Apple Inc. has held talks about investing in a $100 billion fund being raised by Japanese internet and telecommunications giant SoftBank Group Corp., a move that would put Silicon Valley cash—and cachet—into what would be the world’s largest technology fund.
Apple and SoftBank have discussed an investment of up to $1 billion, according to people familiar with the matter, who cautioned that nothing has been finalized. The status of the talks couldn’t be learned.
An Apple investment would connect the world’s most valuable company—Apple’s market value is nearly $600 billion—with one of the world’s largest pools of investment capital.
The SoftBank Vision Fund, which aims to launch next year, is targeting $100 billion and is seeded by SoftBank, one of Japan’s largest mobile-phone providers and owner of SprintCorp. It marks an ambitious effort by SoftBank Chief Executive Masayoshi Son to position his company as a leader in emerging technologies like artificial intelligence and the Internet of Things, in which everyday objects such as thermostats, watches and cars are connected online.
By investing, Apple also would hope to gain insight on emerging technologies, the people familiar with the matter said.
Such a move also would reflect a shift in Apple’s investment strategy, which until recently focused on small stakes in young technology companies. Earlier this year, Apple invested $1 billion in Didi Chuxing Technology Co., China’s homegrown ride-sharing competitor to Uber Technologies Inc. SoftBank is also an investor in Didi.
“We’re constantly looking on the outside for great talent and great intellectual property,” Apple Chief Executive Tim Cook said on a conference call in July.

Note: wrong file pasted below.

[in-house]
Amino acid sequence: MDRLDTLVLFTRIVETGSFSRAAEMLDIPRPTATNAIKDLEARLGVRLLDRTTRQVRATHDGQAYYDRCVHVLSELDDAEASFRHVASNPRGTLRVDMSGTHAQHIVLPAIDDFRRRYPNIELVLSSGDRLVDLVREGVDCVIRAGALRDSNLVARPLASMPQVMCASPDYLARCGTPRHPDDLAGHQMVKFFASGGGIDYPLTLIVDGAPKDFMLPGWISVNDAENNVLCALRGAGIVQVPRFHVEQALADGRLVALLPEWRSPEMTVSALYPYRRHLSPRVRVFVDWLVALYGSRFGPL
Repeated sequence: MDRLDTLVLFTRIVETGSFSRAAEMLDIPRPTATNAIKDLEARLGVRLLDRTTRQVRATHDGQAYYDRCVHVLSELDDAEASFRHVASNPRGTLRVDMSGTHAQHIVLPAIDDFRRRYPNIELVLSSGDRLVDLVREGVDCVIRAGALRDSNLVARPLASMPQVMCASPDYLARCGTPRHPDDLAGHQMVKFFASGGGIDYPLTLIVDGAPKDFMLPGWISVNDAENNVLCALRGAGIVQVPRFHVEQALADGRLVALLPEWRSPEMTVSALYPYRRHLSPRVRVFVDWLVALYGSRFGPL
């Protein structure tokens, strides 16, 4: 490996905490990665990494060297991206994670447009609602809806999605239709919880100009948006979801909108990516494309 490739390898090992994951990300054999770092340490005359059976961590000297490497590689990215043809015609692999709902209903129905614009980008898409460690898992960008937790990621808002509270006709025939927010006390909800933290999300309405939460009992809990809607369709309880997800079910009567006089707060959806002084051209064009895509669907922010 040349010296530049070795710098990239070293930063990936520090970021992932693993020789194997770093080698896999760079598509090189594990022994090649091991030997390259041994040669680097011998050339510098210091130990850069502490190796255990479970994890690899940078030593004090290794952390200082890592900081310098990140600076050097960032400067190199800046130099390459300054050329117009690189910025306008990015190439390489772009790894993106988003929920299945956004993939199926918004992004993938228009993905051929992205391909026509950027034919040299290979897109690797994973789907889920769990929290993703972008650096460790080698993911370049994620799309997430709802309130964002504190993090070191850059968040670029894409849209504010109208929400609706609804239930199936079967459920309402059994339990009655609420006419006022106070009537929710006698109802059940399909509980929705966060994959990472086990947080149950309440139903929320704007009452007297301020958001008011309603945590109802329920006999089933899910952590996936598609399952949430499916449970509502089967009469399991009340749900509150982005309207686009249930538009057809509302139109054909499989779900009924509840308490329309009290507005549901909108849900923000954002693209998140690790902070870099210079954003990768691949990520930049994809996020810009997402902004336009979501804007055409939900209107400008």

SoftBank itself is investing at least $25 billion in the fund and is finalizing an investment of up to $45 billion from Saudi Arabia’s government fund. The sovereign-wealth fund of Abu Dhabi also is weighing a large investment, according to people familiar with the matter.
Mr. Son said last week after a meeting with President-elect Donald Trump that he plans to invest up to $50 billion of the fund in the U.S.
Apple and SoftBank have business ties stretching back nearly a decade. In 2008, the companies struck a deal to make SoftBank the exclusive iPhone seller in Japan. The partnership drove record sales, helping to make SoftBank Japan’s third-largest cellular carrier by 2011.
Mr. Son has praised late Apple CEO Steve Jobs, whom he once compared to Leonardo da Vinci, and remains close with Mr. Cook. SoftBank distributes iPhones and iPads to its approximately 20,000 employees, and Mr. Son has said he rarely touches a PC.
Mr. Son also is close to Terry Gou, the head of Taiwan’s Foxconn Technology Group, which manufactures most iPhones. After his meeting with Mr. Trump last Tuesday, Mr. Son was photographed carrying a paper with Foxconn’s logo next to SoftBank’s. Earlier this year, SoftBank bought U.K.-based microchip manufacturer ARM Holdings PLC, a major supplier of microprocessors for the iPhone.